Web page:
Updated: Aug 20, 2020
To be or not to be.....
As if planning an entire is not enough, every now and then you'll face situations when you'll be unsure whether to go with Option A or Option B. I thought I would sit down and pen down some of the things that one should consider before deciding on which photographer to pick for your wedding. This post assumes that you have already shortlisted a few and already like their work or style of work.
So, you've checked out a few people and now you're starting to narrow down on whom to pick. Not just to come, shoot, leave but to be a part of your special day. Checking Google Reviews is a quick and easy to see what people are saying. Look for positives but at the same time keep an eye out for negative reviews and if there's a pattern.
Get to know your Photographer
Talk to the person, if not in person, then over the phone or facetime or zoom or any of the million platforms out there.
While I'm a thorough professional when it comes to photography, but more importantly I'm a peoples person, easy to have a conversation with. I try to keep the mood light and people comfortable. Come the big day, it helps when you can think you're capturing a friend's special day and not just a client
Take this time to discuss your requirements and special requests if any. I always ask for any shots that the bride (or groom) have in mind that they'd want captured so I'm prepared on the day.
What's the real cost?
There will always be people that will do it cheaper and there will always be people who will do it for more but given the fact that this is literally for a once a life-time event, are you willing to take the risk?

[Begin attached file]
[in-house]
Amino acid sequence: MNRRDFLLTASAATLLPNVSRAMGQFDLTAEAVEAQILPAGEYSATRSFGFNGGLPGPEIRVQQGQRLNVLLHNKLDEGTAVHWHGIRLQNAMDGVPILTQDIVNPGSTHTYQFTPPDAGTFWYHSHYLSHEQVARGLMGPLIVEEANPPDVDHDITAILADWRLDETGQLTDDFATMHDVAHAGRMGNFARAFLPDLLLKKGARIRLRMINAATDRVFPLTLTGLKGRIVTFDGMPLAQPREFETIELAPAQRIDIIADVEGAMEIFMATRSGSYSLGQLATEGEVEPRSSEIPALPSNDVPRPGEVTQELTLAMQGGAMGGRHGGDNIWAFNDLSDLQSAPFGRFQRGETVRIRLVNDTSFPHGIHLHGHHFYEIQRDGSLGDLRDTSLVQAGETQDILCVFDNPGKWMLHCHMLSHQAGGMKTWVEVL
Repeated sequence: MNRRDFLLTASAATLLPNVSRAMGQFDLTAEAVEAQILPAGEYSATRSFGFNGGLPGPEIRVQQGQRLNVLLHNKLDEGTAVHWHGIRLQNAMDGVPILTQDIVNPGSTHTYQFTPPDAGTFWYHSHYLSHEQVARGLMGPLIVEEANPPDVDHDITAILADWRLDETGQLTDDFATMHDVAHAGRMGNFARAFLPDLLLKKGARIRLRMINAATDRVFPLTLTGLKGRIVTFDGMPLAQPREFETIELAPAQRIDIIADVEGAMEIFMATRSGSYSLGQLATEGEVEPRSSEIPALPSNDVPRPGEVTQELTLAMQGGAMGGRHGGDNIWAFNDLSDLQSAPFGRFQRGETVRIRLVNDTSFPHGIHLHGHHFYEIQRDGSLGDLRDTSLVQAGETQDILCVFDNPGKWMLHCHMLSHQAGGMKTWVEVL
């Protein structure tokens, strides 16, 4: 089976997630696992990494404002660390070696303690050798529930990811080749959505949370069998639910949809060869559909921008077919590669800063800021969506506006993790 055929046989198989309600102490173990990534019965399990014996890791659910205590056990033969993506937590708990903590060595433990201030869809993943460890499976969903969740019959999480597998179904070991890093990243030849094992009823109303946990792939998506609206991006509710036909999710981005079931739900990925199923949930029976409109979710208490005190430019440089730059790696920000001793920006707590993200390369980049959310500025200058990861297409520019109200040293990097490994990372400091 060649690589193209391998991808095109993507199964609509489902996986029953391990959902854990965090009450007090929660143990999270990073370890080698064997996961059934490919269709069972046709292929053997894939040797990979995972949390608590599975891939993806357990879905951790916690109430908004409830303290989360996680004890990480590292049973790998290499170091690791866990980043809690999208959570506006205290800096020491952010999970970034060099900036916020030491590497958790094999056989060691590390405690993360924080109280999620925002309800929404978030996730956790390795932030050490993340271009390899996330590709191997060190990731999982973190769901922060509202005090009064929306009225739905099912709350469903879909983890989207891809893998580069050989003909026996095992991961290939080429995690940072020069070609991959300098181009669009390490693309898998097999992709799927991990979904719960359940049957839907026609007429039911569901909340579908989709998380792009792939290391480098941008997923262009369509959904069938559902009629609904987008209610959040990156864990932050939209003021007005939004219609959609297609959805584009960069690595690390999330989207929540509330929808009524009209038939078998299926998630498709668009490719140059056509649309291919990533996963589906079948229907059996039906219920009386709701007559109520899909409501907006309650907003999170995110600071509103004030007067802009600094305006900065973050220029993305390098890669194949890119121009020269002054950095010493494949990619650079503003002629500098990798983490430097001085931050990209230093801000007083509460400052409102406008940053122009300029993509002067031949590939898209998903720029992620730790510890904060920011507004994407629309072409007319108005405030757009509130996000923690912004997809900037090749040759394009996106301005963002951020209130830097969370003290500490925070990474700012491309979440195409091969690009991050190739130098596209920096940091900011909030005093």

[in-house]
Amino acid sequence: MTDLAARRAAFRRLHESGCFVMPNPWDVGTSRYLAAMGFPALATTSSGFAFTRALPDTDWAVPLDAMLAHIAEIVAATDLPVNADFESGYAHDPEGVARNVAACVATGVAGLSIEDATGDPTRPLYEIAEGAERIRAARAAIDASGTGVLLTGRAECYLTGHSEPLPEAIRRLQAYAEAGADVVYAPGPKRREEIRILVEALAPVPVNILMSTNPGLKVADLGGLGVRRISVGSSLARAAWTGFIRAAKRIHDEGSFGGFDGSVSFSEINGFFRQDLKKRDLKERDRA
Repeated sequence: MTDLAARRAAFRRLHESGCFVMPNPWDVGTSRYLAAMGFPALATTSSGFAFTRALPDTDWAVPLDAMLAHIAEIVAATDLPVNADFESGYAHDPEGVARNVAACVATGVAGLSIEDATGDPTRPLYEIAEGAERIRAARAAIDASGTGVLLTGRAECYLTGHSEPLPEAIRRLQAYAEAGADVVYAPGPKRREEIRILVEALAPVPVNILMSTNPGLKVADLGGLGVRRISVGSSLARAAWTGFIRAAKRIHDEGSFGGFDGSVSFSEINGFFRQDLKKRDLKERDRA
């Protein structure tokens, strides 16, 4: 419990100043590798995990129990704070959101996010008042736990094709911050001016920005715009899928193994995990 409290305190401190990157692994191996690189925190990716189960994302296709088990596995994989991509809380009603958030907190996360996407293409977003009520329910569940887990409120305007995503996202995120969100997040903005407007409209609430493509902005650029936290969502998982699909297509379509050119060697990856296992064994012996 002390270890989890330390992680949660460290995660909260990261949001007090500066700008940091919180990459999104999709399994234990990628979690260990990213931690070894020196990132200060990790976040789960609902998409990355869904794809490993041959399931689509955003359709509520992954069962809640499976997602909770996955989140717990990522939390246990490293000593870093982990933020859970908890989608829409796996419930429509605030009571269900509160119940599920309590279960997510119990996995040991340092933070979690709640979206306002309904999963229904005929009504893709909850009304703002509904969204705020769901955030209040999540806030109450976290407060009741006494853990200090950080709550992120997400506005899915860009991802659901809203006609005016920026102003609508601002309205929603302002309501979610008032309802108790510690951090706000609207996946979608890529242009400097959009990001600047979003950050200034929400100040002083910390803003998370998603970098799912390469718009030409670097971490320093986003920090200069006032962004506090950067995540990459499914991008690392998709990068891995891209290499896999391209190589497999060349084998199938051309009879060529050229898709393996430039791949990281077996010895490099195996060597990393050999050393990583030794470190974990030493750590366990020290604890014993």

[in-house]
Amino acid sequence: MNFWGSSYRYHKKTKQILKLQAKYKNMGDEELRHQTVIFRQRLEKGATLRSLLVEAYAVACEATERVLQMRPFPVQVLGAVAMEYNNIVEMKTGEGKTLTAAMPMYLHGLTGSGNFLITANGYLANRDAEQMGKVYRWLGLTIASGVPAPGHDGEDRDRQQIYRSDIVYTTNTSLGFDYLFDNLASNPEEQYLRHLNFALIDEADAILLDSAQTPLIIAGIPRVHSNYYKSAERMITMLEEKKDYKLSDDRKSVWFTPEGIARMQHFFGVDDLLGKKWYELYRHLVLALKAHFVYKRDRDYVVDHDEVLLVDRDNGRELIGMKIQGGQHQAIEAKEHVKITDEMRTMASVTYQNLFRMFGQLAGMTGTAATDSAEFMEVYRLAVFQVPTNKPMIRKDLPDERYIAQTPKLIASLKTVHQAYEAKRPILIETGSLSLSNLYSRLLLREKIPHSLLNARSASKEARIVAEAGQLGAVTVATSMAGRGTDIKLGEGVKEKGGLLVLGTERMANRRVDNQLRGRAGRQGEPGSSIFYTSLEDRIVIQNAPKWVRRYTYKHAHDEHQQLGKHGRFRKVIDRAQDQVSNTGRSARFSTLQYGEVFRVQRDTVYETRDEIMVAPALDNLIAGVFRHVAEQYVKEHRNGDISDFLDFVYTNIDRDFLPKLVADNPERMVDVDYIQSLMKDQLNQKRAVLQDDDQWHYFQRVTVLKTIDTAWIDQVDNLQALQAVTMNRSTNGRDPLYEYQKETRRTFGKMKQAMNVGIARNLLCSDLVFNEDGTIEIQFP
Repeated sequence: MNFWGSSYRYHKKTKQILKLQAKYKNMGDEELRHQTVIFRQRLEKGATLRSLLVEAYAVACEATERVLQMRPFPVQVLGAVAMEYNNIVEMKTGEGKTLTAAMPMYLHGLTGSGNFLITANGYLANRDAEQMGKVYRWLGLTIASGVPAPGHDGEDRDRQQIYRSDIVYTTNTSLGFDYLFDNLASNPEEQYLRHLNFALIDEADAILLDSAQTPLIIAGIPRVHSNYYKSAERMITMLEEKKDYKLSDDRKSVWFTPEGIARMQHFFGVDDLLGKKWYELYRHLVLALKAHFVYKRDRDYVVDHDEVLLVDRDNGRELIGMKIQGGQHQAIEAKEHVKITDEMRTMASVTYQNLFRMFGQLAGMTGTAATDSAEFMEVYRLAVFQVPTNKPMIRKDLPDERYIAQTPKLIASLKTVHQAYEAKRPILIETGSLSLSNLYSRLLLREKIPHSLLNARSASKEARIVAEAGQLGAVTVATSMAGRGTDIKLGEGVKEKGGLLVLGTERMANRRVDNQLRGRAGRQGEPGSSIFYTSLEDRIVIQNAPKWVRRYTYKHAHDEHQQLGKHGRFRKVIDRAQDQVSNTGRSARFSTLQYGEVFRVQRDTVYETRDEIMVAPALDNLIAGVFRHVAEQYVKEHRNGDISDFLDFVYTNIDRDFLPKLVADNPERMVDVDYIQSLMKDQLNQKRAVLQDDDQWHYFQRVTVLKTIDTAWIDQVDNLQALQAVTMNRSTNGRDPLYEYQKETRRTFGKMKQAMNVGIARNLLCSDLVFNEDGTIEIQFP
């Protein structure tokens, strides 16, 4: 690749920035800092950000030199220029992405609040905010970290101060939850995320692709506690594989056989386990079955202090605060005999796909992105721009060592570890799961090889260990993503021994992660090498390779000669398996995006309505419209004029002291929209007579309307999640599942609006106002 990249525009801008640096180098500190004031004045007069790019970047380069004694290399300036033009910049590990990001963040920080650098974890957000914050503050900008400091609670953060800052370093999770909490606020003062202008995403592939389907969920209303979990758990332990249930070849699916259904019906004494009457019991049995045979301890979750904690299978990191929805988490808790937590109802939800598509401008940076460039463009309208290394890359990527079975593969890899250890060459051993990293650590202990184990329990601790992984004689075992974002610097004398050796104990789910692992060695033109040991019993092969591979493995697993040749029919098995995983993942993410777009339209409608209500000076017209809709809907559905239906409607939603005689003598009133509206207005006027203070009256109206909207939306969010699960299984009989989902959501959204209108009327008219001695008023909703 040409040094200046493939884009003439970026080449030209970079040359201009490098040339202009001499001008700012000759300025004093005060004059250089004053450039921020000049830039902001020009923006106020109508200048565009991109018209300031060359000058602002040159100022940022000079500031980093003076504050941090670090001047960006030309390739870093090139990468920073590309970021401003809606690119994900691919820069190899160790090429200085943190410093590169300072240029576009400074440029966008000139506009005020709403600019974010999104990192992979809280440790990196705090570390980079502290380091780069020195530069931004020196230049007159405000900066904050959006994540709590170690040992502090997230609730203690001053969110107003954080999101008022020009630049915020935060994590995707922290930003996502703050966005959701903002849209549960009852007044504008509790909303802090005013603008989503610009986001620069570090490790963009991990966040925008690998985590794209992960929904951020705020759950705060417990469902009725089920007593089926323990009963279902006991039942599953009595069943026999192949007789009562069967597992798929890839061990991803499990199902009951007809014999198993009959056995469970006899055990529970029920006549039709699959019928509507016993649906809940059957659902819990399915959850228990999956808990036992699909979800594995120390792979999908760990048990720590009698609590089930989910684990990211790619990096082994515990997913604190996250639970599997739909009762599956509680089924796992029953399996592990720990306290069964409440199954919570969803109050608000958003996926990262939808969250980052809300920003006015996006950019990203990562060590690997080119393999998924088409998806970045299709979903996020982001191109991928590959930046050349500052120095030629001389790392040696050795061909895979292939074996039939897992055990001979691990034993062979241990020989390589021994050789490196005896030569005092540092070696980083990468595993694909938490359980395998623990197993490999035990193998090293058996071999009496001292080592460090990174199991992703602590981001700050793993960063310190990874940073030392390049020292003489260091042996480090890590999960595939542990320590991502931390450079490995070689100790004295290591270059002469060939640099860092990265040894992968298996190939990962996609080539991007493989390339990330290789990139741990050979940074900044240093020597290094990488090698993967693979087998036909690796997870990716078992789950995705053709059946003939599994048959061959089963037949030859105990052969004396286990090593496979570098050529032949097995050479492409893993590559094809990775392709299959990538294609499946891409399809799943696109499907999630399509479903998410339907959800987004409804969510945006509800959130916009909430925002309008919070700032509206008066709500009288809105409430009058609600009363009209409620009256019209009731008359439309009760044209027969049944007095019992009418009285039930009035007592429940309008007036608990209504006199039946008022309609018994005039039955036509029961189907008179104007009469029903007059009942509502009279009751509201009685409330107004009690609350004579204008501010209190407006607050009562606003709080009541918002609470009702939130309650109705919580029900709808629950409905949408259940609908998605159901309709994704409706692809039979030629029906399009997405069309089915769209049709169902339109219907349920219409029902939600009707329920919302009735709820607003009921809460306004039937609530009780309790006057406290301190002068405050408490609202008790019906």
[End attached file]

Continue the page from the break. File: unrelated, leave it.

Its the little things that clients do not see that make the difference. Things like showing up and setting up 30 minutes BEFORE time.
Another example being that of fetching audio directly from the mixer or microphones to give the video crystal clear sound that's free of any background noises.
Here's another one. BACKUPS, BACKUPS, BACKUPS. Wedding or Sweet 16, Birthday or Anniversary, doesn't matter how big or small the event is, what happens if the camera breaks down during the shoot? Everything is electronic after all.
I carry a backup for virtually everything that's essential. Whether its camera, flash, tripod or audio recorder.
I have heard horror stories from several friends but mostly after the fact.
A client had once reached out to me to ask if I could edit cellphone clips from their wedding and reception to make a small montage, the reason being that their original videographers had lost all the data before being able to work on it.
This being the only captured memory of their wedding.
Me on the other hand, can't sleep until I get home and safely copy all the data to 2 different locations and backup on cloud.